If you got lost in the woods, ran out of food or got
confronted by a bear, do you know how you'd react?
These unexpected challenges of hiking and camping - and the
reactions they produce - can be very similar to the obstacles
critical access hospitals (CAH) and other small or rural health
organizations are facing. But instead of getting lost in the woods,
your organization may be struggling with how to balance quality,
transparency and affordability. Instead of running out of food, you
may be running out of budget dollars. And you probably aren't
facing a bear, but one or more larger competitors.
To overcome all these difficulties, all you have to do is follow
five steps that I like to call "Survival of the Smartest." These
steps help you take a comprehensive deep-dive into both the
business and marketing perspectives of independence and
Step 1: Size up the situation
Understand what you're up against by determining your strengths,
weaknesses, opportunities and threats.
Step 2: Have a positive attitude
Don't let the challenges or misperceptions leave you hopeless.
Actively decide that you are willing to take the steps necessary to
survive and gather the support of employees and the community.
Step 3: Navigate negotiations
Sometimes being 100 percent independent isn't possible, but be
sure to stand your ground when establishing beneficial partnerships
for a modified independence.
Step 4: Chart your course
Create a business development and marketing plan that will guide
you in increasing awareness, market share and patient volumes.
Step 5: Make yourself visible
Develop a strong brand and position, and then market your
strengths in your target service areas.
Interested in learning more? If you are attending the National Rural
Health Association (NRHA) CAH Conference on October 1-3 in
Kansas City, you can attend the speaking session, "Survival of the
Smartest: How to Retain Independence" on October 2 at 2 p.m. Lisa
Schnedler, CEO of Upland Hills Health (UHH), and I will present a
case study of how UHH used these five steps to create unique
partnerships and gain market share to become a
financially-independent and award-winning healthcare
If you are not able to attend, send me an
email to receive a copy of the presentation.
Posted on September 3, 2014
last post discussed some of the "clinical" aspects of
telemedicine and the benefits rural hospitals can expect from a
well-implemented program. But there is one caveat to those
statements of success.
Most consumers won't fully understand the value of telemedicine
unless you effectively deliver your message - and continue to
reinforce it. Successful telemedicine programs do this well. On the
other hand, hospitals that take an "If we build it, they will come"
approach realize a minimal return on investment, at best. Others
Just like the services your on-site providers offer,
telemedicine is a marketable service line. Do it right, and your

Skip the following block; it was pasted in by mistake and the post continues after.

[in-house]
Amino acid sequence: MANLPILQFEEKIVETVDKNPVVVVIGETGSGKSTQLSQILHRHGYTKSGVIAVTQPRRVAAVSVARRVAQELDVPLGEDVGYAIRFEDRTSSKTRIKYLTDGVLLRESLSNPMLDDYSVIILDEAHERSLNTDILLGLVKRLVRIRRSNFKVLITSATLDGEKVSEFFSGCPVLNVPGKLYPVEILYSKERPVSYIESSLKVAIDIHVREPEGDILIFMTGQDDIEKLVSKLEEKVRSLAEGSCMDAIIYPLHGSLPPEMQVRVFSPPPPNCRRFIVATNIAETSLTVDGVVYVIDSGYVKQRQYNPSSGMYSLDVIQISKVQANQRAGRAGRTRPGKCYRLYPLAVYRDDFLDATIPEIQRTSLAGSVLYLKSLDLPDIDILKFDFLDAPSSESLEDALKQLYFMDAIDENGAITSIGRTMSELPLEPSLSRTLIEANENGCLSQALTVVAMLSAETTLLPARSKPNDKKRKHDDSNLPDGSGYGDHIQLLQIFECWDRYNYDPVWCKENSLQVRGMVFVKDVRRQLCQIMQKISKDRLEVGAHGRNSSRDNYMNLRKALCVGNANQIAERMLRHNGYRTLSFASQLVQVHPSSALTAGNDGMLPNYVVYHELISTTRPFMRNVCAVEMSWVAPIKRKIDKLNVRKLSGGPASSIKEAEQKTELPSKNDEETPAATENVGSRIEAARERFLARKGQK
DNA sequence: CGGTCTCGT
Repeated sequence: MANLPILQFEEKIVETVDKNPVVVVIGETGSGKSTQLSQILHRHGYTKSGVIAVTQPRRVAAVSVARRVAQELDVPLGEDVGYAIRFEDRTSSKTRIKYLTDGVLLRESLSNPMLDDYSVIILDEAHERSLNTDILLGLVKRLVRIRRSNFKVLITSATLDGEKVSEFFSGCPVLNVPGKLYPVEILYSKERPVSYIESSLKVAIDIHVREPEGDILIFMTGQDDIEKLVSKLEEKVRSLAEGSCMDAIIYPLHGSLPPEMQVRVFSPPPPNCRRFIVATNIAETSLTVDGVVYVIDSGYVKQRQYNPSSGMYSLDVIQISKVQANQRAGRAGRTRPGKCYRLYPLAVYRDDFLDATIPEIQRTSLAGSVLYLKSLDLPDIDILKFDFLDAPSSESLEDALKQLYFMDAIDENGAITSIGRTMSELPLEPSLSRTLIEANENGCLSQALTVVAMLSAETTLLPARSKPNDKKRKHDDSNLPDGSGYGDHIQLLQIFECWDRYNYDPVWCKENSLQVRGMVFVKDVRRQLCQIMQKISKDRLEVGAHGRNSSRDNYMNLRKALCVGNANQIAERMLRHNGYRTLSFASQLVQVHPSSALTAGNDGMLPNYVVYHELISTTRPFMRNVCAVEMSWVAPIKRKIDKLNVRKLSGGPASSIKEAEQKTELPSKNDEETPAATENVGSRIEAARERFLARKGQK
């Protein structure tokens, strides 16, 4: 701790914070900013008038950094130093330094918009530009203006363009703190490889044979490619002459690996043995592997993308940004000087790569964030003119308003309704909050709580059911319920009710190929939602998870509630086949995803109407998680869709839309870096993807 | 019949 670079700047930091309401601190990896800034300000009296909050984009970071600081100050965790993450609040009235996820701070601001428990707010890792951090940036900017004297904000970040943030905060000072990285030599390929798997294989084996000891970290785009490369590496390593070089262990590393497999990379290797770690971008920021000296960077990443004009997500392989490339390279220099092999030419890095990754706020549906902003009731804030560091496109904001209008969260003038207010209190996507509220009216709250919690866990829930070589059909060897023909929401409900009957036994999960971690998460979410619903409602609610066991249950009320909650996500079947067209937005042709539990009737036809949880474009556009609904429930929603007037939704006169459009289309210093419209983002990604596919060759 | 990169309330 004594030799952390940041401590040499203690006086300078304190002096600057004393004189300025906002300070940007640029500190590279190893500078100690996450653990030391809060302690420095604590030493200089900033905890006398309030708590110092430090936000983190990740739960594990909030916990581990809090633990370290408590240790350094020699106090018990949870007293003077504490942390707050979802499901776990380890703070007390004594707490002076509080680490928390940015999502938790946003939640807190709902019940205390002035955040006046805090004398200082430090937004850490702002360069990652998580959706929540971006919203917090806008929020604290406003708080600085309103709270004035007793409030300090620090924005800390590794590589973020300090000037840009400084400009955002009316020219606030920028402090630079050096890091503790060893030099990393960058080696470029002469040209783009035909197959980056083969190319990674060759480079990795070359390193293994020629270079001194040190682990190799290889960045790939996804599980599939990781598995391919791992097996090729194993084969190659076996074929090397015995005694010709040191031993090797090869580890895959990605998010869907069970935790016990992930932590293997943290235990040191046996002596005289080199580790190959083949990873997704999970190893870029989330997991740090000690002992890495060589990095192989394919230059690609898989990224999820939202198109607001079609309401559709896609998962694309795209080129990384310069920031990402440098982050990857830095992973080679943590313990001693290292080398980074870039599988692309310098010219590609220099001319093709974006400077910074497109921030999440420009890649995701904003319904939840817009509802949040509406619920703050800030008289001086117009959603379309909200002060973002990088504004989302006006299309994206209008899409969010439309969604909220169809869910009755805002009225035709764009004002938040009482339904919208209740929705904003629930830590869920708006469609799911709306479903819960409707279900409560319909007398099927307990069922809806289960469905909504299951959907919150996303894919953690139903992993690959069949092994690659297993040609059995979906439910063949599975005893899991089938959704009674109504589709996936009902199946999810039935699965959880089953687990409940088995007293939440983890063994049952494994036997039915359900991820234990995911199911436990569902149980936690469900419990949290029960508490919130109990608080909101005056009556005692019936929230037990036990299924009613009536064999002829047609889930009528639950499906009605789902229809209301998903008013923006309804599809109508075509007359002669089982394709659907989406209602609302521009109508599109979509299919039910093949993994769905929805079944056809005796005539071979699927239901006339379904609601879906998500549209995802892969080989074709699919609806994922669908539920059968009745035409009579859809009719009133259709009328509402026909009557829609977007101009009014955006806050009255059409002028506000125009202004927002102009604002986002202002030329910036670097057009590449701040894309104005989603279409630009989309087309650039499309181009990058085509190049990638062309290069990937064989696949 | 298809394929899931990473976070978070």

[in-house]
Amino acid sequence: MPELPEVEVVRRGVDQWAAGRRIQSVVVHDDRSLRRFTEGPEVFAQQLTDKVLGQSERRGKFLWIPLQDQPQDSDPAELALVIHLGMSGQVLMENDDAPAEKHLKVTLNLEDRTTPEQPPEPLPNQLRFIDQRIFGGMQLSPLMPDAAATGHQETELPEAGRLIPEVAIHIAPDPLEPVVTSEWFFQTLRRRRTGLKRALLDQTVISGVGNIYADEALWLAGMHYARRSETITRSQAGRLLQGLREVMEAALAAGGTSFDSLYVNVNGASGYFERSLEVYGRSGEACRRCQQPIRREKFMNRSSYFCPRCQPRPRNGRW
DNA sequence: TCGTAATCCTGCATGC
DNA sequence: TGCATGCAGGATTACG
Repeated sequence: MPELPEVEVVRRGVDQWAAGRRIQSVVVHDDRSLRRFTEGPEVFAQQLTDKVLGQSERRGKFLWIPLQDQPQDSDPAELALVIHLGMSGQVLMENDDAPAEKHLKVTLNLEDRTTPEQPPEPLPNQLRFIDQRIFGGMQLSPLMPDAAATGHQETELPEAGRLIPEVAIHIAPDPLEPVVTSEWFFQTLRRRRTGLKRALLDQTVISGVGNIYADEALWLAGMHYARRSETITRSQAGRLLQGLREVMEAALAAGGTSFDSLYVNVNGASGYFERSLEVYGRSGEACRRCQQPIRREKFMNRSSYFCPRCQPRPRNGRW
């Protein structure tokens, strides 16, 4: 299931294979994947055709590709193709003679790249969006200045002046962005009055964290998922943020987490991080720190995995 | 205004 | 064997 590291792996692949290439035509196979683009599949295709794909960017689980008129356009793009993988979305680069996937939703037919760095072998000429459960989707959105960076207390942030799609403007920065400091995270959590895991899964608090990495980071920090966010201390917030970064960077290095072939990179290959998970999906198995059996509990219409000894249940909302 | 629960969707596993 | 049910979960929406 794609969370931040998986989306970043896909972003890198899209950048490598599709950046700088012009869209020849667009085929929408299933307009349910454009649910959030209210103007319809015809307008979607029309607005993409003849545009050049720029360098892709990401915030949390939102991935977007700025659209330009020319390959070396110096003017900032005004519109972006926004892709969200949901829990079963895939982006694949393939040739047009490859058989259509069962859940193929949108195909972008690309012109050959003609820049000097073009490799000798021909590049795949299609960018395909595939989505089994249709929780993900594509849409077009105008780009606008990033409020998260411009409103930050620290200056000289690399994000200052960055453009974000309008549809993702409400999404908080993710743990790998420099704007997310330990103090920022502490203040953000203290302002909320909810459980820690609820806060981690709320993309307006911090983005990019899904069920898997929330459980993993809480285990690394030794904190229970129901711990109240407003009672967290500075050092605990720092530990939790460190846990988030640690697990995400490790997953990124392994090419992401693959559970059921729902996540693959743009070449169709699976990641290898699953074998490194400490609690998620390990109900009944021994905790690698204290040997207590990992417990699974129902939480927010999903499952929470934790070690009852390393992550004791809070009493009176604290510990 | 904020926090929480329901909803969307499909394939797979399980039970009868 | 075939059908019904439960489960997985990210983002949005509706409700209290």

hospital will not only increase awareness and utilization of your
telemedicine program, it will improve your reputation as a leader
and provider of innovative, high-quality, comprehensive
Here are some - and I emphasize "some" - major marketing to-dos
that you'll want to check off your list as you implement your
telemedicine program. I'll go into more detail during my upcoming webinar.
- Conduct a market analysis to ensure your
program has a sustainable service model. It will help you define
your program and identify and describe your key customers,
competitors and potential partners.
- Create a climate for success. Even though
telemedicine services have been available for some time, the
concept will be new to many of your patients, clinicians,
administrators and others. An effective marketing and promotional
program can help ensure your telemedicine program is highly
accepted by major stakeholders and the community.
- Identify specific marketing objectives. Be
sure to link them to your overall program goals.
- Create a messaging platform. Determine how
you'll differentiate yourself; create a unique selling
- Develop your marketing strategy. Using
identified customer groups, value to these groups, concerns and
barriers, you can determine the best strategies and mediums to
target each audience (e.g., patients/consumers, staff,
- Develop promotional materials. Once you have
clearly defined your program, customers and external environment,
you can begin to develop the materials and activities to promote,
communicate and educate your target audiences.
- Monitor results. No marketing strategy should
be set in stone. Monitor results and be prepared to adjust your
As I mentioned, I'll be taking a deeper dive into the marketing
aspect of a successful telemedicine program during our upcoming
webinar, "Building and Marketing a Telemedicine Program,"
on Tuesday, September 9 from 12 - 1 p.m. (CDT). Donna Jennings,
vice president of Valis - a telemedicine consulting and solutions
firm - will join me and lead a discussion on the clinical and
financial side of telemedicine.